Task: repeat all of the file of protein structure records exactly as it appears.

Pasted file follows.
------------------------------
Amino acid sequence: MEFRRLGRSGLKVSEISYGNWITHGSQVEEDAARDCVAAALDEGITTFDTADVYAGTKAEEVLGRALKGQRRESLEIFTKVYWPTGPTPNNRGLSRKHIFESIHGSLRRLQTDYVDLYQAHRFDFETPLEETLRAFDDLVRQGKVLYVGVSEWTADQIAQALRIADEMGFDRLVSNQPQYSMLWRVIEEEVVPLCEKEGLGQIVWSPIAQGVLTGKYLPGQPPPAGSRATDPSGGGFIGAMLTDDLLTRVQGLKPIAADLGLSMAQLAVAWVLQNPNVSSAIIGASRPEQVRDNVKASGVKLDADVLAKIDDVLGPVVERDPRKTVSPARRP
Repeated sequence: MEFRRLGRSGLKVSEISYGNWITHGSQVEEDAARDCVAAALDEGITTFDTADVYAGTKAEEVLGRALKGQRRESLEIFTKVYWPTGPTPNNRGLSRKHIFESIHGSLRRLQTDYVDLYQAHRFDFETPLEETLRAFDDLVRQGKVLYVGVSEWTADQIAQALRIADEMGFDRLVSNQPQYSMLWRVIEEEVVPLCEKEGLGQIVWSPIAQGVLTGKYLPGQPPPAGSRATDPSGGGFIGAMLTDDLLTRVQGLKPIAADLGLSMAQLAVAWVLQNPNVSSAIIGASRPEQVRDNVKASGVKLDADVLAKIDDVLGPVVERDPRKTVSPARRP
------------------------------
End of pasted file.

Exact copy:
Amino acid sequence: MEFRRLGRSGLKVSEISYGNWITHGSQVEEDAARDCVAAALDEGITTFDTADVYAGTKAEEVLGRALKGQRRESLEIFTKVYWPTGPTPNNRGLSRKHIFESIHGSLRRLQTDYVDLYQAHRFDFETPLEETLRAFDDLVRQGKVLYVGVSEWTADQIAQALRIADEMGFDRLVSNQPQYSMLWRVIEEEVVPLCEKEGLGQIVWSPIAQGVLTGKYLPGQPPPAGSRATDPSGGGFIGAMLTDDLLTRVQGLKPIAADLGLSMAQLAVAWVLQNPNVSSAIIGASRPEQVRDNVKASGVKLDADVLAKIDDVLGPVVERDPRKTVSPARRP
Repeated sequence: MEFRRLGRSGLKVSEISYGNWITHGSQVEEDAARDCVAAALDEGITTFDTADVYAGTKAEEVLGRALKGQRRESLEIFTKVYWPTGPTPNNRGLSRKHIFESIHGSLRRLQTDYVDLYQAHRFDFETPLEETLRAFDDLVRQGKVLYVGVSEWTADQIAQALRIADEMGFDRLVSNQPQYSMLWRVIEEEVVPLCEKEGLGQIVWSPIAQGVLTGKYLPGQPPPAGSRATDPSGGGFIGAMLTDDLLTRVQGLKPIAADLGLSMAQLAVAWVLQNPNVSSAIIGASRPEQVRDNVKASGVKLDADVLAKIDDVLGPVVERDPRKTVSPARRP